Zara Anishanslin, How Historians Read Historical Sources

In this podcast from Ben Franklin’s World, host Liz Covart interviews Professor Zara Anishanslin of CUNY’s College of Staten Island about her research on material culture, and in particular silk designer Anna Maria Garthwaite. In the process, we’re going to hear about how historians read historical sources.

The podcast’s website tells us what we’re going to learn in this episode:

What You’ll Discover

  • What historians mean by “material culture”
  • Primary and secondary historical sources
  • How historians classify material culture as a historical source
  • The story of the “portrait of a woman in silk,” Ann Shippen WIlling
  • Details about 18th-century fashion and portraiture
  • Ann Shippen Willing of Philadelphia
  • Robert Feke, painter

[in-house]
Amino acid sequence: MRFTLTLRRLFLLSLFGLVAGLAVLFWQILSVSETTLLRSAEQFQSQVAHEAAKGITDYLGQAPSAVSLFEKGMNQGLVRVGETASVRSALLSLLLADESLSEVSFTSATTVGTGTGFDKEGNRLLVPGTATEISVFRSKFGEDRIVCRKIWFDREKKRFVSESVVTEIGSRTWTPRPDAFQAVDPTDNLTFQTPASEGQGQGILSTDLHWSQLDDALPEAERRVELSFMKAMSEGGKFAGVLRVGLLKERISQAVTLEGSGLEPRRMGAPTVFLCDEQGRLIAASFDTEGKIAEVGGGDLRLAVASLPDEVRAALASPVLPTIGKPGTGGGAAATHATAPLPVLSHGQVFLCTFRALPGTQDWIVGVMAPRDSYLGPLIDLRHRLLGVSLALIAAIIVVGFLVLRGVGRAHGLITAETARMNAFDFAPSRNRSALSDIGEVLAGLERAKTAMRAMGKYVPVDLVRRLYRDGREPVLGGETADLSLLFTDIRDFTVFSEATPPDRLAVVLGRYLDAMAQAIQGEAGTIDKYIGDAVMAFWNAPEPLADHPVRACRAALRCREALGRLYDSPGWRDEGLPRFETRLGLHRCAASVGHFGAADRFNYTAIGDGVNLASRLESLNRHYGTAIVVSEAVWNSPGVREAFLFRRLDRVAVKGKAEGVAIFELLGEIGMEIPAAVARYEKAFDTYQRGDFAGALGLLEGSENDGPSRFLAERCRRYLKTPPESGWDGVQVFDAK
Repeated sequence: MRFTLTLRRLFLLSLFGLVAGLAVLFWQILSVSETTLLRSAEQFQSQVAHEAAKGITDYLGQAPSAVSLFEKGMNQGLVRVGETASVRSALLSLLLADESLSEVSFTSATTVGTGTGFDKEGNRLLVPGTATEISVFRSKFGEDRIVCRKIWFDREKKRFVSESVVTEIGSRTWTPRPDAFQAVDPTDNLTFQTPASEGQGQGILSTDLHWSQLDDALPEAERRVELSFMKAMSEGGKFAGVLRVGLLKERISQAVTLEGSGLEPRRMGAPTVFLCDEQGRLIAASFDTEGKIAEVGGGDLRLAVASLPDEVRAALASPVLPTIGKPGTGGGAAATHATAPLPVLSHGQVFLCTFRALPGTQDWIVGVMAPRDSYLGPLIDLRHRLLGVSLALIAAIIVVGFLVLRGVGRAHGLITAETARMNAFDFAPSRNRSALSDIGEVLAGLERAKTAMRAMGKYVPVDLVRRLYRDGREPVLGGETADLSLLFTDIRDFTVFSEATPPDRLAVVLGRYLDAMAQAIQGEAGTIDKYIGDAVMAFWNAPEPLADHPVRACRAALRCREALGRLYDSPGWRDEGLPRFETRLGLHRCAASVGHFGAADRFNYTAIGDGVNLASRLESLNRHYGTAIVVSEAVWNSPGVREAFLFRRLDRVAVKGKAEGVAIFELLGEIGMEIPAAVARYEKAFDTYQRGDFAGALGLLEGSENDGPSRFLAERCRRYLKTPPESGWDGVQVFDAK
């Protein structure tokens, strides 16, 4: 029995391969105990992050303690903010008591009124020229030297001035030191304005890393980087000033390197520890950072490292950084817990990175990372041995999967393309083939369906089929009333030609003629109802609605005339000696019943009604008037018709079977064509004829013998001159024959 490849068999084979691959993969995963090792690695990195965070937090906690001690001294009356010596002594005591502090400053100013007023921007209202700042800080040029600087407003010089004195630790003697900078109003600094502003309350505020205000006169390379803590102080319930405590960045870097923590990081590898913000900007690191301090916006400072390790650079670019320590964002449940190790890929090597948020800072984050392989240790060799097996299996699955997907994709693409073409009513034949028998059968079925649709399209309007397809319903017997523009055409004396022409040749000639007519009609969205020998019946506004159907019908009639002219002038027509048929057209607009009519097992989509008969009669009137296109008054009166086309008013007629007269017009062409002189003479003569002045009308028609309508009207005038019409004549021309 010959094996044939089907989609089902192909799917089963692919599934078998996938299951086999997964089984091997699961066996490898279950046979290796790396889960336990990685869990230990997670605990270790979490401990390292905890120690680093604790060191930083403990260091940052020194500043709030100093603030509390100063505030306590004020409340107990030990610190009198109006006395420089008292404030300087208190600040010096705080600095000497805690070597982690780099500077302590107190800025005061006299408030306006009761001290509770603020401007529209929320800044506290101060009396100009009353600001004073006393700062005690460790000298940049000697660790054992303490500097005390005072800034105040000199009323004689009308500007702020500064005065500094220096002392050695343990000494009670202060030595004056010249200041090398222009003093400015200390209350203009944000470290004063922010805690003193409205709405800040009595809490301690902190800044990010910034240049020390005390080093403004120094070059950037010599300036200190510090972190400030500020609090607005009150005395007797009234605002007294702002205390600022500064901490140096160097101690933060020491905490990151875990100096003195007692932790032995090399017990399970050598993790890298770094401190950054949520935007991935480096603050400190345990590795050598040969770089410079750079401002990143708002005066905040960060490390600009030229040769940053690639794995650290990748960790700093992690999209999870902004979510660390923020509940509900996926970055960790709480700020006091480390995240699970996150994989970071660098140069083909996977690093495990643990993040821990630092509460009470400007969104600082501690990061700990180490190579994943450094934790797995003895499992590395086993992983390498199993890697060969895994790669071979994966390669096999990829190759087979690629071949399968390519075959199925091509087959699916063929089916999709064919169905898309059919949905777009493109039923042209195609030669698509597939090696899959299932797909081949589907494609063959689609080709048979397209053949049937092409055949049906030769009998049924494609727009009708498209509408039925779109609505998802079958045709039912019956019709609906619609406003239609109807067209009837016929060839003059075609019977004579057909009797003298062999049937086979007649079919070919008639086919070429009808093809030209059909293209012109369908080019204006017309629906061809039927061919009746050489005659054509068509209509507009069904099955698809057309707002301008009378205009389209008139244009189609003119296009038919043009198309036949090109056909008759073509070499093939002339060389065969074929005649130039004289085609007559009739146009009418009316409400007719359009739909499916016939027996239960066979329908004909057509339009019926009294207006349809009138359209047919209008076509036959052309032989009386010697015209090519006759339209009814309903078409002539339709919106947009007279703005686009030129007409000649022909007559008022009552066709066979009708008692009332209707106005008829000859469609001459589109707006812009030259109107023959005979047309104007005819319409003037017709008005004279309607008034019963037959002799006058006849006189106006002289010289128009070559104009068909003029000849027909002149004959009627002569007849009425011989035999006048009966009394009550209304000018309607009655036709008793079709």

• How to read a portrait as a historical source
  • Anna Maria Garthwaite, silk designer
  • How Zara traced the silk design in Ann Shippen Willing’s portrait to Anna Maria Garthwaite
  • How to think like a historical detective and read historical sources
  • What a will can tell us about Anna Maria Garthwaite’s life
  • How reading between the lines in Garthwaite’s will tells us more about her life
  • Coverture and women’s rights in the 18th century
  • Life of silk designers
  • 18th-century consumer culture
  • English-French rivalry
  • How North America influenced English fashion
  • How historians resolve conflict between historical sources
  • Luke Sweetland, Native American captive & Revolutionary War soldier
  • How historians maintain objectivity when they research people
  • Tips for maintaining objectivity when reading historical sources

The podcast is here.


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